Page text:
Some RH Bill advocates—like the organizations maligned by Sen. Sotto—are truly concerned about the harm to women and their families of unsafe abortion. Because of our work in very poor urban and rural communities, we know firsthand of women who have suffered severe complications—hemorrhage, infection and perforated bowels—some of whom survived, while others died. We know of women survivors who were subjected to verbal abuse, maltreatment, and neglect in hospitals by the medical people who were supposed to help them. We know too that the reasons that push women to have an abortion are desperate, that the decision to have an abortion is never easy, and that if women could prevent abortion, they would.

Beyond the RH Bill, we stand for openly and soberly discussing the impact of abortion in the Philippines and finding humane and workable solutions. Last time we heard it, discussing abortion is legal in this country. A century of criminalizing abortion has not stopped its widespread use, but only made it dangerous.

The RH Bill has at least three features that can substantially reduce abortions without even changing the law. Family planning—whether through natural or artificial methods—can address the root of abortion, unintended pregnancy, by enabling women and couples to plan the timing, spacing and number of pregnancies. Post-abortion care, including medication, surgery and counseling, can save women’s lives, preserve their health, and help them to use family planning that will prevent repeat abortions. School-based sexuality and RH education can address peer pressure and sexual coercion and violence, delay sexual experimentation, and promote responsible behavior so that unintended pregnancies are reduced.

Those who obstruct family planning while exulting in the Philippines’ extreme anti-abortion law—which has no exception even when a woman’s life is in danger—are morally responsible for the vicious cycle of unintended pregnancy and abortion that continues to kill and maim masses of women. If government-supported measures to reduce abortion or to treat and counsel women with post-abortion complications are denied, where else could women go? What else could women do?

Sen. Sotto, if he has a modicum of sympathy for women, should find solutions to the problem of abortion instead of maligning organizations that support RH. If he is against RH, what is he for?

Anyone concerned about the health of women and the families that they care for will find it unconscionable to object to the RH Bill. If Sen. Sotto is worried that the bill will legalize abortion, then he needs to simply study the text and accept or reject it based on what he actually reads, not on what he reads of advocates’ intentions.

Released 7 September 2011 by:

Roberto Ador
Executive Director,
Family Planning Organization of the Philippines

Junice D. Melgar
Executive Director,
Likhaan Center for Women’s Health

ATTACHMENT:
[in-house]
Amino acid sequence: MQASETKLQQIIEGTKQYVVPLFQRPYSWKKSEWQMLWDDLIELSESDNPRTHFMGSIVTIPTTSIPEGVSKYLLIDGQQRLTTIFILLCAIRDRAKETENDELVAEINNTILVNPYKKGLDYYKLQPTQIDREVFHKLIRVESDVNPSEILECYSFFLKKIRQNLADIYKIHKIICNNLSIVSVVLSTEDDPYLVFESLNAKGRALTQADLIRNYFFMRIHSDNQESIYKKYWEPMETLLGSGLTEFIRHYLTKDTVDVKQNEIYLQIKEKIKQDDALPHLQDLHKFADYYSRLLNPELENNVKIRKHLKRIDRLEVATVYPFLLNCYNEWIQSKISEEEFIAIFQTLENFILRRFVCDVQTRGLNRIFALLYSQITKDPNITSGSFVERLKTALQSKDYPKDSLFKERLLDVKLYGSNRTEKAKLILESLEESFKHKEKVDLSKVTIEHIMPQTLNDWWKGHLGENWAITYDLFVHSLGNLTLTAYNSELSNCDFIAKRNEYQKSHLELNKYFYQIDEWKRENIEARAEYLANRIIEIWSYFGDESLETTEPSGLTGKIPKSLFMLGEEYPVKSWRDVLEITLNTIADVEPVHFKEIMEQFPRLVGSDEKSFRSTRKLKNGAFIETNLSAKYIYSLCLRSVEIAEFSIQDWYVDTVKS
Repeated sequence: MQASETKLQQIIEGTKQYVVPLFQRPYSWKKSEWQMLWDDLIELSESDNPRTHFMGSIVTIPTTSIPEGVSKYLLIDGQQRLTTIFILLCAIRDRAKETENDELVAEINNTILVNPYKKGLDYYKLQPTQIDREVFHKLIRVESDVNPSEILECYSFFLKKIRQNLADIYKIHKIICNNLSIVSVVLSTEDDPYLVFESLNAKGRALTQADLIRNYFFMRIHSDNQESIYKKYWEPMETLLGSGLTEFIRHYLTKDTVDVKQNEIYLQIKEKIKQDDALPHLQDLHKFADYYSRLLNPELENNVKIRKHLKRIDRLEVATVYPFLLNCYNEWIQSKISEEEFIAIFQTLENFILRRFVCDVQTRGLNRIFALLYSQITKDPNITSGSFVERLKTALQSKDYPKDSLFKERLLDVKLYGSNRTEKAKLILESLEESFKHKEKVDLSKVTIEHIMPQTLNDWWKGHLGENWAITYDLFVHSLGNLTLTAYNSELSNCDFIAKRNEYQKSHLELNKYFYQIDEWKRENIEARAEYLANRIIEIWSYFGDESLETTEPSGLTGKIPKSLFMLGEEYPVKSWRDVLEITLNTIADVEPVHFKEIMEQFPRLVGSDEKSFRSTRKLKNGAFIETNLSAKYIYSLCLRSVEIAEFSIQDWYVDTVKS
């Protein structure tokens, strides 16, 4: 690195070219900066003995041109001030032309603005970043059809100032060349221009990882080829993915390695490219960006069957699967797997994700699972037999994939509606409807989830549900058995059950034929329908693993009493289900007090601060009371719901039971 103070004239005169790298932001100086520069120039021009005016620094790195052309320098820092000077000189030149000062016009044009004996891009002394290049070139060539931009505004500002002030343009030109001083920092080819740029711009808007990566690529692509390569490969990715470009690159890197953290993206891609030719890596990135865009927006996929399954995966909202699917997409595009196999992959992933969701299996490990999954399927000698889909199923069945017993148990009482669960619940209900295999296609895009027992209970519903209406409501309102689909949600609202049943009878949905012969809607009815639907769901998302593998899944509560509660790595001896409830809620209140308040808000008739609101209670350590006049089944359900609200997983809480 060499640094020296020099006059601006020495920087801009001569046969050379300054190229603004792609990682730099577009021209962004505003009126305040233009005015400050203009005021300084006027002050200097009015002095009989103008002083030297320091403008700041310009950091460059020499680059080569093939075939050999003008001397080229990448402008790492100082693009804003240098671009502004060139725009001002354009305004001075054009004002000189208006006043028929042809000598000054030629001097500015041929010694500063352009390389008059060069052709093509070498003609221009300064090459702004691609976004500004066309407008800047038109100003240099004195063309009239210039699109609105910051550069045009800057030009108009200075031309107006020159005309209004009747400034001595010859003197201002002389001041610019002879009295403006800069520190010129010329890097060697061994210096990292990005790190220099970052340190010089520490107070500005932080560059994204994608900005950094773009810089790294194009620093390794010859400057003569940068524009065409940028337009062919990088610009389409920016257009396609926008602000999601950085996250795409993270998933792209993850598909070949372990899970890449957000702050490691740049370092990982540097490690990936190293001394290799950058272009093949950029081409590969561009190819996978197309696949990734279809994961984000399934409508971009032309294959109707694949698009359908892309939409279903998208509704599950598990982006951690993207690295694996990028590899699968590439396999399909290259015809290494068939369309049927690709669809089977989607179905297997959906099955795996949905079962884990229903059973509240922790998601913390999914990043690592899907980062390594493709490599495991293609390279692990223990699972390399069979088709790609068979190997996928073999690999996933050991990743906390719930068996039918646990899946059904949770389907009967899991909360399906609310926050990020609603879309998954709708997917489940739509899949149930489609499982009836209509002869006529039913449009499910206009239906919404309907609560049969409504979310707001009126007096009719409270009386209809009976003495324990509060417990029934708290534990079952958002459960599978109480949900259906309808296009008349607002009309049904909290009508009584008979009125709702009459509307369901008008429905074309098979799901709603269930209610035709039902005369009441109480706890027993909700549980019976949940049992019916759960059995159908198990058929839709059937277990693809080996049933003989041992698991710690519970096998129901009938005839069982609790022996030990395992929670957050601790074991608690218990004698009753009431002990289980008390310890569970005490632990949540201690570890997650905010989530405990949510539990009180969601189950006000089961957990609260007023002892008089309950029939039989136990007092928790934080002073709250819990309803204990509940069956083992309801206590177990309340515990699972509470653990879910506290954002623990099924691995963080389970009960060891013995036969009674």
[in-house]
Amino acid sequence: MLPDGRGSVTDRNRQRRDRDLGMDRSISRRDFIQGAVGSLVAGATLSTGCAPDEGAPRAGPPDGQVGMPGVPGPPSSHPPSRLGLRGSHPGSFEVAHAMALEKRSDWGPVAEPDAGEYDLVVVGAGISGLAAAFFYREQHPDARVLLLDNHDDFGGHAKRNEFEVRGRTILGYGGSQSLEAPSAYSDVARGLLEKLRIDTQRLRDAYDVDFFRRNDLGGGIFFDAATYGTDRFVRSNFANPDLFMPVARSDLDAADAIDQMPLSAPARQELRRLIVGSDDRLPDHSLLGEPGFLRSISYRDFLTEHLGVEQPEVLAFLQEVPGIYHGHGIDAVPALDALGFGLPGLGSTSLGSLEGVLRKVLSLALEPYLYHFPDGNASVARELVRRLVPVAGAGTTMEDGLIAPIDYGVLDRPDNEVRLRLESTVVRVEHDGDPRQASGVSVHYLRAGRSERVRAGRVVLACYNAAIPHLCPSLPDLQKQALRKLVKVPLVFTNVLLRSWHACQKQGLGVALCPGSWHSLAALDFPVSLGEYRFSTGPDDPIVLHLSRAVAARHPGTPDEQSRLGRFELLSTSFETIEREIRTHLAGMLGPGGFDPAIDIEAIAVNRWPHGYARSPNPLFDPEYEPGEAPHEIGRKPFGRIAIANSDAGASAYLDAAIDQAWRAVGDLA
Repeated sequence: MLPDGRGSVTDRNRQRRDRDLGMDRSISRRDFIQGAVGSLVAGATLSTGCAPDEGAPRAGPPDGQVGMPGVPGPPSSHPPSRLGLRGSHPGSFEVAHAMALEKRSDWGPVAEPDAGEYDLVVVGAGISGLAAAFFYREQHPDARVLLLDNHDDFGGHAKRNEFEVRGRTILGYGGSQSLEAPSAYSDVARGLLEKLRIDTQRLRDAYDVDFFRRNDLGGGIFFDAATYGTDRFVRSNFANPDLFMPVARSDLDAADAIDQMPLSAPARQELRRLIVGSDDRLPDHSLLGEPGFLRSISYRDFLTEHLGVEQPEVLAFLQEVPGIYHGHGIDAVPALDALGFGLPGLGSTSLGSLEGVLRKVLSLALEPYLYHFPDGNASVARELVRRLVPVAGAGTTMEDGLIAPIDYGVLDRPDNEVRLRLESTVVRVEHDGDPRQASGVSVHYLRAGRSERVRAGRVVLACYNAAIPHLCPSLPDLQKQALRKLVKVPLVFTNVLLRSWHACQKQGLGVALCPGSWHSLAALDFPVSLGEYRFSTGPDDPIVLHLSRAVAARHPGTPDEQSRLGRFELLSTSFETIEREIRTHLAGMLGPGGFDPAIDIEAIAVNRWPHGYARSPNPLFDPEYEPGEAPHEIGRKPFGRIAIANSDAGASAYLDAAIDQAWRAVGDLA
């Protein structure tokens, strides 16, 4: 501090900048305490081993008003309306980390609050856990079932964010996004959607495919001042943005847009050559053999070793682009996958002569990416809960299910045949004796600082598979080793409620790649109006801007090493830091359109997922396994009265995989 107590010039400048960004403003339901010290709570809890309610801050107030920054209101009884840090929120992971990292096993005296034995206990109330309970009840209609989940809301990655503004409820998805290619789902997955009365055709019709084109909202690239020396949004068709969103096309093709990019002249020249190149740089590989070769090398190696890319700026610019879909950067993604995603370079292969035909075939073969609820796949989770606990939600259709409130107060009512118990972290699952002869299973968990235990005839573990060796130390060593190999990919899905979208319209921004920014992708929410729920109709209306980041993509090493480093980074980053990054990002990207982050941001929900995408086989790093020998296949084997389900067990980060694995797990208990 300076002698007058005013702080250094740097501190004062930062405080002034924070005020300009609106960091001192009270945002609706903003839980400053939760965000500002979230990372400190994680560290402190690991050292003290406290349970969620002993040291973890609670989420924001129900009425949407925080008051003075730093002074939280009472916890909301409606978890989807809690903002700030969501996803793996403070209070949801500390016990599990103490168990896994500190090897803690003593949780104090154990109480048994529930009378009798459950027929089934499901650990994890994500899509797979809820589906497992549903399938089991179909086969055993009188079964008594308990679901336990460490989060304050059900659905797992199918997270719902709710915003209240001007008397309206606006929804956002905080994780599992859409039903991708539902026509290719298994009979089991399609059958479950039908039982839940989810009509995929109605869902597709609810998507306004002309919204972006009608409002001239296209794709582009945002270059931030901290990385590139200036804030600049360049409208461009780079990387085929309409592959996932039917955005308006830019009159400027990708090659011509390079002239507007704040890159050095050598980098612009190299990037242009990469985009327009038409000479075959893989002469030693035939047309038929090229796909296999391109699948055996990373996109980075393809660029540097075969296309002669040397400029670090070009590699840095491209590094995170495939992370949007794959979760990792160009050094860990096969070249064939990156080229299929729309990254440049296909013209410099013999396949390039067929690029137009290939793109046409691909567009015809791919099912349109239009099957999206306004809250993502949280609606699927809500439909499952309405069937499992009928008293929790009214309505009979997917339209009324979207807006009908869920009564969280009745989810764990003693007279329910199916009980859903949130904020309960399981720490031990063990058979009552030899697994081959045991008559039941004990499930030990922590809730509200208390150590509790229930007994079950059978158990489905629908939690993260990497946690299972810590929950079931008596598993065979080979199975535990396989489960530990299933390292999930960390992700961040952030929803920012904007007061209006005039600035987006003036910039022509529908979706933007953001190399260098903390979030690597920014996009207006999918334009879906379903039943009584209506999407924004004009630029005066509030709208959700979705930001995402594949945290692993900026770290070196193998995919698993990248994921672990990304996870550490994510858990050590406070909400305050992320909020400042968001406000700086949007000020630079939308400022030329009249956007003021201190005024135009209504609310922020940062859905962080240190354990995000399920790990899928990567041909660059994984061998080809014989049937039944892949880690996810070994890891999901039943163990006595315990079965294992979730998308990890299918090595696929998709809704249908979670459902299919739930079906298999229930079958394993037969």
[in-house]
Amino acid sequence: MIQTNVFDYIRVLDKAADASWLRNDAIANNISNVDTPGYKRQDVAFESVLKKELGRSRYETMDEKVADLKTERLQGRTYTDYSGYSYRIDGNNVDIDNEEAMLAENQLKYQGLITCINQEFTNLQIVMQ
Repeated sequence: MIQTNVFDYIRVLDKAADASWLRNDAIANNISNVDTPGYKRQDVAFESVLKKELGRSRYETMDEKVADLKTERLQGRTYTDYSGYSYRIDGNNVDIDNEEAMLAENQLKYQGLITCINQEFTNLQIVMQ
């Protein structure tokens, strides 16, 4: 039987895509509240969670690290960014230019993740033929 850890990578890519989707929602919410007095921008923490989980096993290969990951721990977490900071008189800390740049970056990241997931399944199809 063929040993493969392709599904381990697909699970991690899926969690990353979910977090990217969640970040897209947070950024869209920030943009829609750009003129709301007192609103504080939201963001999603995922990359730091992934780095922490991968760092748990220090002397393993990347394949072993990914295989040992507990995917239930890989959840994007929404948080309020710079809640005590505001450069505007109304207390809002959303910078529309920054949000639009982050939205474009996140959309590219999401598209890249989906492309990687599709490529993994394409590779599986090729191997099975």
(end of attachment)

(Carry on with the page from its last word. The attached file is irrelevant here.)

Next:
Sylvia Estrada Claudio
Women’s Global Network for Reproductive Rights

Elizabeth Angsioco
Democratic Socialist Women of the Philippines

For further information, contact: Joy Salgado • Likhaan Center for Women’s Health • 926-6230 • 411-3151

Image from

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Your Face is a Heavily Funded PR Conspiracy

It’s a miracle any of us have been posting on the site recently, considering how little sleep we’ve gotten these past few days. It’s been all cardboard and pens and scissors and tarps and lots and lots and lots of tape for us recently as a handful of us scrambled to create 7 miniature SUVs and placards from scratch in a single night. While some ended up falling unconscious for an hour or two, most had foregone sleep entirely. We be badass.

So, little did others know that while the Freethinkers stood with the rest of Bantay Bishop outside the Senate gates last Wednesday morning, greeting the bishops and Senators as they cruised in for the PCSO hearing, we were running on the barest minimum of energy, half-thinking of the Pajero 7, half-thinking of random mattresses and Jollibee Breakfast Joys. Fortunately, our determination kept us from keeling over.

Moreover, we did this despite our day jobs and other priorities. And all the materials were either from our personal belongings, borrowed, or bought using cash pooled from our members and friends. In the midst of our criticizing an issue regarding certain people getting grossly undeserved funds that could have gone to deserving citizens, it is highly ironic that we would be accused of enjoying this very form of corruption due to some bizarre conspiracy theory. Unlike other people, we helped ourselves.

None of us would have done this because we were told or paid to. We didn’t walk away from this event with extra cash in our pockets or pats on the back from some greasy bigwig. Instead, we headed off for the jobs and deadlines we had put on hold, for a place to finally get some grub and, for a lucky few,  for our homes where we fell unconscious on our beds. And we’d do all of this all over again if (and when) we have to.